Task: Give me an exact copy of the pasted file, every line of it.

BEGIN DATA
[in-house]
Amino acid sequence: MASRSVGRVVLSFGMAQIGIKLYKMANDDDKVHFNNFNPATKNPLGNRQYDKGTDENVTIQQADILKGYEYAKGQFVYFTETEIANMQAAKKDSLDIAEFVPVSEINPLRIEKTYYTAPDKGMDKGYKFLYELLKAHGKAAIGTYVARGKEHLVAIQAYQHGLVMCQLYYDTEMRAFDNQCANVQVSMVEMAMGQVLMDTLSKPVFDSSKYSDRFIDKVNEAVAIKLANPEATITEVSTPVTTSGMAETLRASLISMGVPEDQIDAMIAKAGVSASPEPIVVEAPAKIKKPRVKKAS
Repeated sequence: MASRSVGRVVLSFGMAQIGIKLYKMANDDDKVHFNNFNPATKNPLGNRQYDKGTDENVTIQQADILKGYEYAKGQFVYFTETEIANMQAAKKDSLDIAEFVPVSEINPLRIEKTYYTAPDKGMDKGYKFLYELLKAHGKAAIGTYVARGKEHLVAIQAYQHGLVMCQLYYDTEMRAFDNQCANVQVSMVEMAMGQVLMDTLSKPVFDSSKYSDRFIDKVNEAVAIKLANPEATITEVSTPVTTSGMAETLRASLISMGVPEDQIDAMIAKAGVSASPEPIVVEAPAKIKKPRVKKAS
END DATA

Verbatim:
[in-house]
Amino acid sequence: MASRSVGRVVLSFGMAQIGIKLYKMANDDDKVHFNNFNPATKNPLGNRQYDKGTDENVTIQQADILKGYEYAKGQFVYFTETEIANMQAAKKDSLDIAEFVPVSEINPLRIEKTYYTAPDKGMDKGYKFLYELLKAHGKAAIGTYVARGKEHLVAIQAYQHGLVMCQLYYDTEMRAFDNQCANVQVSMVEMAMGQVLMDTLSKPVFDSSKYSDRFIDKVNEAVAIKLANPEATITEVSTPVTTSGMAETLRASLISMGVPEDQIDAMIAKAGVSASPEPIVVEAPAKIKKPRVKKAS
Repeated sequence: MASRSVGRVVLSFGMAQIGIKLYKMANDDDKVHFNNFNPATKNPLGNRQYDKGTDENVTIQQADILKGYEYAKGQFVYFTETEIANMQAAKKDSLDIAEFVPVSEINPLRIEKTYYTAPDKGMDKGYKFLYELLKAHGKAAIGTYVARGKEHLVAIQAYQHGLVMCQLYYDTEMRAFDNQCANVQVSMVEMAMGQVLMDTLSKPVFDSSKYSDRFIDKVNEAVAIKLANPEATITEVSTPVTTSGMAETLRASLISMGVPEDQIDAMIAKAGVSASPEPIVVEAPAKIKKPRVKKAS